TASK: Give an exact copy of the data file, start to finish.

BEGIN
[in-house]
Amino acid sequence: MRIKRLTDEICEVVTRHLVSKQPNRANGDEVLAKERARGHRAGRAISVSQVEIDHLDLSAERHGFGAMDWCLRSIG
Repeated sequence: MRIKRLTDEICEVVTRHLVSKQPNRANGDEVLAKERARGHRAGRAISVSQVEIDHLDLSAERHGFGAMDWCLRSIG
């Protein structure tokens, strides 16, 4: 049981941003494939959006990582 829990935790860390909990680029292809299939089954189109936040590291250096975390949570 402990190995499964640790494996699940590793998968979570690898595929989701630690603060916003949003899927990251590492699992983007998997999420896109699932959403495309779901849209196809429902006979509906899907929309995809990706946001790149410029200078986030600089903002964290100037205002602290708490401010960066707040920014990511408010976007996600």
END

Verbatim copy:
[in-house]
Amino acid sequence: MRIKRLTDEICEVVTRHLVSKQPNRANGDEVLAKERARGHRAGRAISVSQVEIDHLDLSAERHGFGAMDWCLRSIG
Repeated sequence: MRIKRLTDEICEVVTRHLVSKQPNRANGDEVLAKERARGHRAGRAISVSQVEIDHLDLSAERHGFGAMDWCLRSIG
């Protein structure tokens, strides 16, 4: 049981941003494939959006990582 829990935790860390909990680029292809299939089954189109936040590291250096975390949570 402990190995499964640790494996699940590793998968979570690898595929989701630690603060916003949003899927990251590492699992983007998997999420896109699932959403495309779901849209196809429902006979509906899907929309995809990706946001790149410029200078986030600089903002964290100037205002602290708490401010960066707040920014990511408010976007996600």